Who Is My Neighbor? The Sky Is the Limit.

September 17, 2020 • Worldwide
Samaritan's Purse purchased a DC-8 aircraft in 2015, giving us the ability to respond at a moment's notice to disasters all over the world.
Samaritan's Purse purchased a DC-8 aircraft in 2015, giving us the ability to respond at a moment's notice to disasters all over the world.

2015: Samaritan’s Purse adds a DC-8 airliner to its fleet, enabling us to respond even more quickly when disasters hit anywhere in the world.

Franklin Graham has been a licensed pilot since 1971, and aviation has long been a vital tool for the ministry of Samaritan’s Purse. In 1975, founder Bob Pierce took Graham on a missionary flight to a witch doctor’s village on the island of Borneo.

We used our DC-3 aircraft in South Sudan to carry cleft lip patients for surgery in Juba.

We use our DC-3 aircraft to transport relief supplies and teams to remote parts of Africa.

Their Cessna landed on a crude airstrip freshly hacked out of the jungle. “Buddy,” Pierce told Graham, “these people need to hear about Christ. That’s why mission aviation is so important. If it wasn’t for these pilots and their little airplanes, the Gospel of Jesus Christ might never reach an area like this.”

Samaritan’s Purse still flies Cessnas and other light aircraft to support relief and evangelism projects in some of the most remote corners of the world, but in recent decades the Lord has equipped us to take on even heavier burdens.

In 2001, we acquired a DC-3 prop plane that was built for World War II. It can carry five tons of cargo or up to 32 passengers and is rugged enough to operate on unpaved runways. At age 75, this airplane is still a workhorse for our projects in Africa, including in the remotest parts of South Sudan.

Helicopters and the DC-8

Over the last two decades helicopters have joined our fleet as well and have proven invaluable for delivering supplies and staff to hard-hit areas where runways are impassible or nonexistent. Our skilled “chopper” pilots most recently made multiple trips delivering cargo and people to the Abaco Islands where Hurricane Dorian had decimated whole communities.

After Hurricane Dorian wiped out communities in the Bahamas last fall, our helicopters delivered much-needed fuel to cut-off parts of the island nation.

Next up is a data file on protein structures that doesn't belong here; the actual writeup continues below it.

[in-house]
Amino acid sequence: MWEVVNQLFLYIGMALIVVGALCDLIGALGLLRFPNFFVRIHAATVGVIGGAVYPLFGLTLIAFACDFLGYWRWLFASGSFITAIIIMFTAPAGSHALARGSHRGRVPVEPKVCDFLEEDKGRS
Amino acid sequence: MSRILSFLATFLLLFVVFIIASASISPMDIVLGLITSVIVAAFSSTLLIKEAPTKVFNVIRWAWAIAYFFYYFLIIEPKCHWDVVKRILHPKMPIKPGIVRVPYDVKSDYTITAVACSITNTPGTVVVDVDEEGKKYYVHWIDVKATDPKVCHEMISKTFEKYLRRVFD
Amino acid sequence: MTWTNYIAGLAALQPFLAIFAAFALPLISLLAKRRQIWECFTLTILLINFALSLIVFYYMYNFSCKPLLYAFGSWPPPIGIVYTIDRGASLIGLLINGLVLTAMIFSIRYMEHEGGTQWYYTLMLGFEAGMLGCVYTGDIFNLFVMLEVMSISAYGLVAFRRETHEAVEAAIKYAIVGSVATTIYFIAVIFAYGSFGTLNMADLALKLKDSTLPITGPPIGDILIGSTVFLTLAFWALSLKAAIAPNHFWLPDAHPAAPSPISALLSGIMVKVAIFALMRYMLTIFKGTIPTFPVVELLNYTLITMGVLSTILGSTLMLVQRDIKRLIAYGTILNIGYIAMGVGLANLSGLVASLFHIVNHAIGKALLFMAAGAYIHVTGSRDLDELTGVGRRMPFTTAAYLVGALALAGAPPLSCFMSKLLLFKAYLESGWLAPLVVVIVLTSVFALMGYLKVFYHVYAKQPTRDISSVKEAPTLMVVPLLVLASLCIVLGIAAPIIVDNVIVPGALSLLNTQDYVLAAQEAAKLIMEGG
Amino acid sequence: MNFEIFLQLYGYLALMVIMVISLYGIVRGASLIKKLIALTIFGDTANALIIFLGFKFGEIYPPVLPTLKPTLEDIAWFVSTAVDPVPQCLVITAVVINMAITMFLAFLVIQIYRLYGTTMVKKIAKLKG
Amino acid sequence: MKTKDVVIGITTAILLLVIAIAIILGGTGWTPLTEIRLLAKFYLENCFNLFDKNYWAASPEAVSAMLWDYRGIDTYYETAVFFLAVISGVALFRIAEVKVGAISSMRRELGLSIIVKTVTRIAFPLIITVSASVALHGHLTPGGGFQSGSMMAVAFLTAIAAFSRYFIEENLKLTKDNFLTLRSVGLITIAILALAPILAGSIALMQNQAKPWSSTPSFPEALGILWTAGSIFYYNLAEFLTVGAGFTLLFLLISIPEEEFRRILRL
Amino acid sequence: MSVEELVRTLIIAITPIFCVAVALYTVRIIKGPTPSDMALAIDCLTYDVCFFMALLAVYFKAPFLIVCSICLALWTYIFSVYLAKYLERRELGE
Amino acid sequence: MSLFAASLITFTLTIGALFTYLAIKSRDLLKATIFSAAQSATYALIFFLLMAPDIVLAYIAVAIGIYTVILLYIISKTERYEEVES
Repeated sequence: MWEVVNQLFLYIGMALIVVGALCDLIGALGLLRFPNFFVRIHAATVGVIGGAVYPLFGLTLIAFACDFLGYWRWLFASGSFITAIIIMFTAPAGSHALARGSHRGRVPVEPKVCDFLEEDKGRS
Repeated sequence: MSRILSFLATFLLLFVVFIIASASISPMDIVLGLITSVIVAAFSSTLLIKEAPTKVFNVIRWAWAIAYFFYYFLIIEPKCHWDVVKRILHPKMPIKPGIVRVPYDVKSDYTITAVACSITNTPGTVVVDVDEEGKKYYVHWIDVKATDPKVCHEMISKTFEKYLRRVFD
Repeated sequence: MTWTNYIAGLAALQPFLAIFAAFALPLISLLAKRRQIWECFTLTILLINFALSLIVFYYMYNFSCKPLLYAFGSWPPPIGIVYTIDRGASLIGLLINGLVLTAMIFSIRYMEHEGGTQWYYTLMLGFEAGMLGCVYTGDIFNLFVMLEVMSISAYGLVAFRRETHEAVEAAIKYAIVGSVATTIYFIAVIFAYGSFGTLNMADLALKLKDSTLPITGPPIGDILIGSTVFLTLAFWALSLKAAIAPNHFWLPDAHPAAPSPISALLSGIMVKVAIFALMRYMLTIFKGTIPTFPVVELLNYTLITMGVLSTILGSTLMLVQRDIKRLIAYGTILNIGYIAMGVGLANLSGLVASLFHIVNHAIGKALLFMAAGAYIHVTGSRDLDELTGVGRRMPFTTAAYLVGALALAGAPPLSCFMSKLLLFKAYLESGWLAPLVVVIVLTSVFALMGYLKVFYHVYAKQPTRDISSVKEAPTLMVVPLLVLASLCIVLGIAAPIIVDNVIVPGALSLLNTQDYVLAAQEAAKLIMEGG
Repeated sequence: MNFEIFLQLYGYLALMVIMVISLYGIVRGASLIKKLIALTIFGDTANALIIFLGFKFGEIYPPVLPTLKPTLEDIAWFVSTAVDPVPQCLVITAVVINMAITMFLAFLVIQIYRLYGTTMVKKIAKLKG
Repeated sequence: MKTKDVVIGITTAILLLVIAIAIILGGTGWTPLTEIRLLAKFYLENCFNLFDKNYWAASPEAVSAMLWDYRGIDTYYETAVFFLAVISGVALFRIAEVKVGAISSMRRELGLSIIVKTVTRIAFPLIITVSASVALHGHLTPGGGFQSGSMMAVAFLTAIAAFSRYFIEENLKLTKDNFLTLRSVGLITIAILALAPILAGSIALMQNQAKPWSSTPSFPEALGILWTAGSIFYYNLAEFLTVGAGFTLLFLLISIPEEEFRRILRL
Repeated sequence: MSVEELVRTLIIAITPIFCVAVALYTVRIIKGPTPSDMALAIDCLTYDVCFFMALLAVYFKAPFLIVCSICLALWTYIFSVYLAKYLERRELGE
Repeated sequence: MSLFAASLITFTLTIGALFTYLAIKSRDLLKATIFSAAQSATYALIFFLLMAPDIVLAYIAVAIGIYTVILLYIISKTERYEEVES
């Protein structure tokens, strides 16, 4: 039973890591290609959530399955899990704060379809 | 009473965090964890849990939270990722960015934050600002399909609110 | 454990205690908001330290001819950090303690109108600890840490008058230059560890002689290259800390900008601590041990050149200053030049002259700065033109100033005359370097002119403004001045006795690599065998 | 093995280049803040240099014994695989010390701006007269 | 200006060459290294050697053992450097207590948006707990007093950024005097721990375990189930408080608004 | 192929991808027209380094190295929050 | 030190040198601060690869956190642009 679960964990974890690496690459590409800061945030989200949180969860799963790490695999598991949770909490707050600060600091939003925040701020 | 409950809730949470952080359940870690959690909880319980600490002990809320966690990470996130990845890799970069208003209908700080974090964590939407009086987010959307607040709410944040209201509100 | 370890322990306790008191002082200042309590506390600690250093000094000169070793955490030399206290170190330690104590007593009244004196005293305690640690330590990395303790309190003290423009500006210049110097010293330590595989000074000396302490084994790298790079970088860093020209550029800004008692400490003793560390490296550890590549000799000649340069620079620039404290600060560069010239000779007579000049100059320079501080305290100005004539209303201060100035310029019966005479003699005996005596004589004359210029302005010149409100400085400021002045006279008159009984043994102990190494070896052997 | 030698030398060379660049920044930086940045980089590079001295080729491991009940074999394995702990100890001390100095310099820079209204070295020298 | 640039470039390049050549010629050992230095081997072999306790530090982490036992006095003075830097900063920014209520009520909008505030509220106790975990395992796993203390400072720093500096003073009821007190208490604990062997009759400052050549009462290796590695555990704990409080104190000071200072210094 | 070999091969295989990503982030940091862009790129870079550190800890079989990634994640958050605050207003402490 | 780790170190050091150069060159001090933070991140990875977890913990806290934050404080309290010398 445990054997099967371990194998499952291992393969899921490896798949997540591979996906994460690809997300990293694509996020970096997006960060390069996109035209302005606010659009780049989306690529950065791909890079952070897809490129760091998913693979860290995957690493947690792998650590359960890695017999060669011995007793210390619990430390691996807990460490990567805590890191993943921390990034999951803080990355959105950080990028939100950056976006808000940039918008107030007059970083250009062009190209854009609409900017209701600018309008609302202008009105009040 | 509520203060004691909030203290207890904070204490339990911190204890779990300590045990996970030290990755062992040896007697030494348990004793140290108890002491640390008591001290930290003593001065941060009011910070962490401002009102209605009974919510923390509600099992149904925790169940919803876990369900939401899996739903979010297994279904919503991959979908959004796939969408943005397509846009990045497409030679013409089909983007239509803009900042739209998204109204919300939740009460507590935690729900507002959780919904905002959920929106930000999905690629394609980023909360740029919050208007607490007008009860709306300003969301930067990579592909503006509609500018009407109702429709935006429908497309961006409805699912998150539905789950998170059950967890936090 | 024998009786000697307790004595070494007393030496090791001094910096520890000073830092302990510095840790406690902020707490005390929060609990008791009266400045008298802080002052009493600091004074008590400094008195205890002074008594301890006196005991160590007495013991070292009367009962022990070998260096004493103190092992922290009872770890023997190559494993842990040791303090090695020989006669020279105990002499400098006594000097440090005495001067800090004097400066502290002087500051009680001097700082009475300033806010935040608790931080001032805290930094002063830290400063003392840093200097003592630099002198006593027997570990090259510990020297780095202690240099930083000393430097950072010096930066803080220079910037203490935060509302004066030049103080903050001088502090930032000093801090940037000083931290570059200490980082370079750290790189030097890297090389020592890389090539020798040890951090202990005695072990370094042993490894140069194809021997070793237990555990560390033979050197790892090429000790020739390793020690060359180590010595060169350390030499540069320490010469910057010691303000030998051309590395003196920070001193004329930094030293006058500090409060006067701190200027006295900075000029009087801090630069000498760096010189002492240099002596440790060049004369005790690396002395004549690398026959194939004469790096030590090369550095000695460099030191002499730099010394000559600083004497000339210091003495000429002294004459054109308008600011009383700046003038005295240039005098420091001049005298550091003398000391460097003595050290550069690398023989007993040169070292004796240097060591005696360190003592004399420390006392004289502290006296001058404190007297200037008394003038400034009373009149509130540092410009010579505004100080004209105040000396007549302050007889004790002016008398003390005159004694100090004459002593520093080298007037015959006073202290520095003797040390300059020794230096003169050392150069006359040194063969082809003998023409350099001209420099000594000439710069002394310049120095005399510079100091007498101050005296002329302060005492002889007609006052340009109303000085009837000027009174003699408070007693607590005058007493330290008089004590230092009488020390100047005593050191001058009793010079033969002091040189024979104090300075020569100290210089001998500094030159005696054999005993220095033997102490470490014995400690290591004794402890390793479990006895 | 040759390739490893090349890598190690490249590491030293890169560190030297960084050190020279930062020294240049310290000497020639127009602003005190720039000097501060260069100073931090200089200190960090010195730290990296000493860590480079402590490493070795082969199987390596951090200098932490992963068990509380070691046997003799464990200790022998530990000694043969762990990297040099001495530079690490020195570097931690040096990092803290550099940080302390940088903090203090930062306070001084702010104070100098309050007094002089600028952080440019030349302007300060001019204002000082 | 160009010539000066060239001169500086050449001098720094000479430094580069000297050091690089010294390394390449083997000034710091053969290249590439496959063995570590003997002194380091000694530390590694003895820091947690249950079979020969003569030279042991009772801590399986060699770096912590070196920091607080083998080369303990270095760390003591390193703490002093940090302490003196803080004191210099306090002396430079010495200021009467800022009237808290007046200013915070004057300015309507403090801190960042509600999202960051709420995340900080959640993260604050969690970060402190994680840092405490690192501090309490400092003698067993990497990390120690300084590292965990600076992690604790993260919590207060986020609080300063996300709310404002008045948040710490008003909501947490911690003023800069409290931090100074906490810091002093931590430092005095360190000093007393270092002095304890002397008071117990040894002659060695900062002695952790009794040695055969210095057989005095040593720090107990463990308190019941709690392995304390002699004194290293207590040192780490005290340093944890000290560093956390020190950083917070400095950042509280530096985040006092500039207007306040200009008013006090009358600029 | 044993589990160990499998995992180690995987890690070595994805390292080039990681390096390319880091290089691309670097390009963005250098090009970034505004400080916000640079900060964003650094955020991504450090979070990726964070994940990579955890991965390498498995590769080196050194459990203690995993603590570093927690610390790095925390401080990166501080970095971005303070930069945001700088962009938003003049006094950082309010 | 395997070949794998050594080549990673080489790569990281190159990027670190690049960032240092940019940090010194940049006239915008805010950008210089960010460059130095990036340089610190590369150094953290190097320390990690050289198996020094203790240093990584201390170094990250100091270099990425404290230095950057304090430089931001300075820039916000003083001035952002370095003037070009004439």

After Hurricane Dorian wiped out communities in the Bahamas last fall, our helicopters delivered much-needed fuel to cut-off parts of the island nation.

Without the use of our helicopters, these hurting people would have been cut off from the aid they so desperately needed.

In 2015, we had the opportunity to refurbish a DC-8 cargo jet that was about to be scrapped. This plane can carry 42 tons of cargo and 32 passengers, and it has a range of 7,000 miles.

The DC-8 gives us the capacity to respond immediately to disasters and to deploy our fully-equipped Emergency Field Hospitals to areas incapacitated by storms, earthquakes, and other catastrophic events. As a result, we’ve been able to send help immediately to survivors of an Ecuador earthquake, victims of ISIS terrorism in Iraq, epidemic disease outbreaks in Italy and Bangladesh, and tropical storms in the Caribbean, Mozambique, and the Pacific island of Saipan.

Most recently, the DC-8 has airlifted emergency supplies to Lebanon to help victims of the explosion that devastated Beirut. We provided critical shelter material as well as medical equipment and highly-trained medical teams to care for these suffering people whose lives were changed in seconds.

Ministry in the Last Frontier

Our Mission Aviation Services pilots and planes also carry scores of volunteers, Samaritan’s Purse staff, and supplies each year to remote areas of Alaska, America’s Last Frontier. Our Alaska projects deploy volunteer construction teams to remote villages where we have helped rebuild burned-down homes and dilapidated church buildings tattered by decades battered by the harsh Alaska winters.

Samaritan's Purse floatplanes, pictured in the foreground and distance, carry military couples into pristine places in the Alaska wilderness.

Samaritan’s Purse floatplanes, pictured in the foreground and distance, carry military couples into pristine places in the Alaska wilderness.

Alaska is also, of course, where our Operation Heal Our Patriots program has hosted more than 1,200 military couples at Samaritan Lodge since 2012. This ministry to wounded veterans and their spouses relies heavily on our CASA aircraft and floatplanes to transport these hurting couples to the lodge where they learn from Bible-based marriage classes and into remote parts of the Alaska wilderness for amazing, bond-building excursions.

During the close of the 2020 summer season of Operation Heal Our Patriots, we celebrated the miraculous things that God has done in lives over the course of the past nine years: more than 500 decisions for Christ, 630 baptisms in Lake Clark, and more than 580 marriages recommitted to God.

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